Exhibitions at the Knitting & Stitching Show

I fully intended to write a blog post praising a number of exhibitions at the Knitting & Stitching Show, and urging those in striking distance of London to GET THERE TODAY (and/ or tomorrow) and illustrate the blog with marvellous pictures of the work, gathered from the websites of the organisers of the shows, or even from Flickr or elsewhere on the web. But alas, this doesn’t seem to be possible and I now wish I had battled with the millions of people and taken my own photos, where this was allowed. A little frustrating! I will have to wait until Harrogate in November to blog most of it properly.
As always, the 62 Group produced a show of fascinating textiles, some of which blew me away. The group’s website doesn’t even mention the exhibition which makes me feel like I have invented the whole thing. There is a preview of their new book online which gives some flavour of the works on show but doesn’t really cover it in detail.
I’ve also started to get confused about what work was in the 62 Group show and what was in Hand Stitch Perspectives, which was a really wonderful exhibition, put together by Alice Kettle and Jane McKeating, featuring works from their new, amazing, book.  Again, no images of this show to be found online, or even a list.
Ho hum. 
At least I managed to take some pictures (although not many) at the excellent Push Stitchery / Mr X Stitch exhibition.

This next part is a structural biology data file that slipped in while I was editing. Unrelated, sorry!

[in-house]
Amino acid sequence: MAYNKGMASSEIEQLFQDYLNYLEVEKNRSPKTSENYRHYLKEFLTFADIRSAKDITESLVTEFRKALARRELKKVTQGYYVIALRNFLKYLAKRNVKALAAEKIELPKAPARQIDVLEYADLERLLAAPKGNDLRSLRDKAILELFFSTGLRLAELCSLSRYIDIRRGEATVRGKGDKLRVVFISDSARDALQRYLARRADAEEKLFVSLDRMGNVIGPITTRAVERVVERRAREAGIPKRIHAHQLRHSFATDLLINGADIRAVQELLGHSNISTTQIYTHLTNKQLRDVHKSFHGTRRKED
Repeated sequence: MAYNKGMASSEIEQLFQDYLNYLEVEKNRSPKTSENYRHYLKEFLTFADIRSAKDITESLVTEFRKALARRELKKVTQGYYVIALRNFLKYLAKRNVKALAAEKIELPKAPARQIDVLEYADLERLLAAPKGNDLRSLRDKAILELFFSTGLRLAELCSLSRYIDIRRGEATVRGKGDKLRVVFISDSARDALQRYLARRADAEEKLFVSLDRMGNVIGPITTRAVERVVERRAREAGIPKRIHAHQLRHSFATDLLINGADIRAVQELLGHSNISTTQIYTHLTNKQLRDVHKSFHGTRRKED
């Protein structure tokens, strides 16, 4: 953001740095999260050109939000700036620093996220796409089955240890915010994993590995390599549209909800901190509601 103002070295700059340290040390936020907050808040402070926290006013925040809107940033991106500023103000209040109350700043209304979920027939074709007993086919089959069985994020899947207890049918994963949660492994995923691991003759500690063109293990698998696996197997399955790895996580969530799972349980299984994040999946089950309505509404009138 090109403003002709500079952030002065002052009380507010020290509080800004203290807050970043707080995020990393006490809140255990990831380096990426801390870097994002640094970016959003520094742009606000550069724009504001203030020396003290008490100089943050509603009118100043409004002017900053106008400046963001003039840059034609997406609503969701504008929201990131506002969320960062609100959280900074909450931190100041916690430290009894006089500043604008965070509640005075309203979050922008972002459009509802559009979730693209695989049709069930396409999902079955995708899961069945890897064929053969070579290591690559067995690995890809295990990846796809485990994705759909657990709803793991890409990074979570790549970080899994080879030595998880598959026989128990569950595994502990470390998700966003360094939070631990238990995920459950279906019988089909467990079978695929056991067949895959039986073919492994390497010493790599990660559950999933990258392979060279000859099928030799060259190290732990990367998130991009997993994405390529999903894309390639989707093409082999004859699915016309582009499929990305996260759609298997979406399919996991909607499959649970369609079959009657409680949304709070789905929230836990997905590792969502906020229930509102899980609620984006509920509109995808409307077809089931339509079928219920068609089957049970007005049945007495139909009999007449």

I loved these pieces by Erin Endicott.
Embroidery on organza on porcelain by Diem Chau. I’ve seen & admired these before. 
Same goes for  Severija Inčirauskaitė-Kriaunevičienė whose work I saw in Cloth & Culture Now in 2008 and has become one of the international stars of the internet stitching world. It was great to see her work in the flesh again.
And all the rest of it was great too. I bought the fantastic book and had obligatory fan photo with Mr X himself!
Me & Mr X Stitch having a big fan moment
It was a mutual geeky fan moment – he wrote possibly the nicest book review ever of Sew Eco. What a sweetie. 
Talking of Sew Eco, I also did a little book signing and brooch making demo over on the Bloomsbury Books stand. 
Book signing and brooch-making with Bloomsbury Books
Not doing well on the photo colours on this post… first yellow then blue… 

I also got to have a good browse of the Hand Stitch Perspectives book I mentioned earlier, as well as Embellished by the amazing Karen Nicols, both of which are on my list to buy (but I was on the train so I wasn’t going to carry them – both are mighty hardbacks). 
I also ran a couple of workshops in the Learning Zone at the show, both of which will be repeated at Harrogate along with a new one. And I chatted to lots of lovely people, saw loads of amazing stuff, but, because of the aforementioned train-travel, bought very little. Just as well seeing as the fabric stash is going to have to be moved & stored *again* later this month… .